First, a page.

Returning to sociology, the alternative to defining ourselves by what we consume is to define ourselves by our relationships with others; I am who I am because of how I interact with those around me. In terms of self worth, I think that quickly becomes, "I am valuable because others love me." However, as discussed previously, that human love is imperfect, fallible, and cannot be craved. This is perhaps my biggest contention with "Through a Glass Darkly" - faith in the possibility of "mänsklig kärlek" (human love) is not a sufficient "anchor to the souls of men." Human love is beautiful and inconstant.

So I critique that sociological perspective. Relying on human relationships is like trying to find footing in quicksand; when the rains descend, and floods come, and the winds beat upon that person, they are swept away (Matt 7:26, 3. Nephi 14:26) Even reliance upon the self (a la Descartes* - see footnote) is uncertain - again, based on my own behavior, what claim can I make to love? Or what claim can I make to compel myself to love myself?

As far as I can tell, the only solid piece of anything to which one can attach is the choice to believe that God loves us. If we start there, and receive confirmation of that love, and feel it, and grow in it, and share it, and express it to others, we can have a firm foundation. The ultimate expression of that love is the Savior's Atonement; that's also the ultimate foundation for the soul.

With that unshaken and un-shakeable foundation of God's love, we have a reason to love ourselves. God loves us, we want to be like God (because we enjoy His love, because we feel it, because we want to emulate it, feel more of it, be a part of it) - so we love ourselves. We love others, even those we otherwise shouldn't or wouldn't. (Again, I am not speaking of love as permissive behavior here- I am speaking of the emotion and motivating power of love).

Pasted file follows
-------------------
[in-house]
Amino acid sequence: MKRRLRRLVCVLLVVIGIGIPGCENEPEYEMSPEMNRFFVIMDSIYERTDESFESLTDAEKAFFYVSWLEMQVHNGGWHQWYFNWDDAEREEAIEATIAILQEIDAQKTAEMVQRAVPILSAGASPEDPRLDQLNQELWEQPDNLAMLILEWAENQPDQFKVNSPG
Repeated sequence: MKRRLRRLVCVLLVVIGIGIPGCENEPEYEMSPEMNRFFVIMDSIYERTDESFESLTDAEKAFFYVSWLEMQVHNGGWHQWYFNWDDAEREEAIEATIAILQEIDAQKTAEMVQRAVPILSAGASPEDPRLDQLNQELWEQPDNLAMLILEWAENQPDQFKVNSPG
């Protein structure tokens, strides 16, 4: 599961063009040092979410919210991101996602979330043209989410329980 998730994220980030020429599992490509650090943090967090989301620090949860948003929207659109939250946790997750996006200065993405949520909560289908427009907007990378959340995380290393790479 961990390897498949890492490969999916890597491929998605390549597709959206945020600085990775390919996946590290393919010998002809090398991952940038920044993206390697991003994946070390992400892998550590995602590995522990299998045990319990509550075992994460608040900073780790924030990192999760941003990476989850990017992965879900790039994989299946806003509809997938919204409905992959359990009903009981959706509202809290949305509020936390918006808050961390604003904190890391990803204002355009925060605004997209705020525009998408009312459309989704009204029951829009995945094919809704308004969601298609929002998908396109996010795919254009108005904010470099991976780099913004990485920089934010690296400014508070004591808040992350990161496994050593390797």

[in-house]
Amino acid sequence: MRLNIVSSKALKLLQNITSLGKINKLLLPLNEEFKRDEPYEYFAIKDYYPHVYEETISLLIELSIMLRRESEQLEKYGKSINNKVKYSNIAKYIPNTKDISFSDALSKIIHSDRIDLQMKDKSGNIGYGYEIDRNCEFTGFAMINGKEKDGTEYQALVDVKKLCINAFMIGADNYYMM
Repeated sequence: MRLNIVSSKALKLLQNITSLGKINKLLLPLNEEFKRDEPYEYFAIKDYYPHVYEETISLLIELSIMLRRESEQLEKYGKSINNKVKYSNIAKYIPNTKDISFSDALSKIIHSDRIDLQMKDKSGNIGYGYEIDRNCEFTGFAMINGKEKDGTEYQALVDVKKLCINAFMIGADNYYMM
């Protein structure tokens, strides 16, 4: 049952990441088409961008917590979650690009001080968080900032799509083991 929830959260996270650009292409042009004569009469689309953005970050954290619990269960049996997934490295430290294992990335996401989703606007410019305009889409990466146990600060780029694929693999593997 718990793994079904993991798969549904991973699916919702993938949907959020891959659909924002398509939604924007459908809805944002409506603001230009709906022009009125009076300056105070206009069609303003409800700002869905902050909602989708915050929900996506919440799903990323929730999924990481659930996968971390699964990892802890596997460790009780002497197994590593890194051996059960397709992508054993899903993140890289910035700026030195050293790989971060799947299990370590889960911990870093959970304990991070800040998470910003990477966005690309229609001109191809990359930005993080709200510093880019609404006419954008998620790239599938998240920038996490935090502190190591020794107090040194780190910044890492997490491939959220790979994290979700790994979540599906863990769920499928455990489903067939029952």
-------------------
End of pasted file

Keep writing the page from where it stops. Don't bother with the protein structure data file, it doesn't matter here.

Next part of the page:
A great theological debate continues over whether or not God's love for us is unconditional; I will not take a position on that here. I can say this: I know that God wants what's best for each and every one of us, from the vilest sinner to the purest saint to the purest saint who has become the vilest sinner. That is an unchanging source of His motivation; even Hell is a merciful alternative to dwelling in the physical presence of God while one's mind is racked with guilt. He wants us to succeed, to be happy. He loves us.

Why? I don't know. I just know He does. I feel it. I choose to believe in it.

That is what has to be the basis of my self-definition. God loves me. I recognize that in these ways. This is who I am.

1 comment:

  1. Hey Brett. Can I just say, I think you're something special. You are great! Anyway, I think this post was very interesting. I find that I have no problem accepting others for who they are and loving them. The only problem I have is loving myself. Which I think is apparent in my appearance and maybe a few other ways. But I am aware of it and I know that God loves me so I'm trying more to care about myself. I was just thinking about that and then I saw this post. Anyway, thanks for the discussion. :)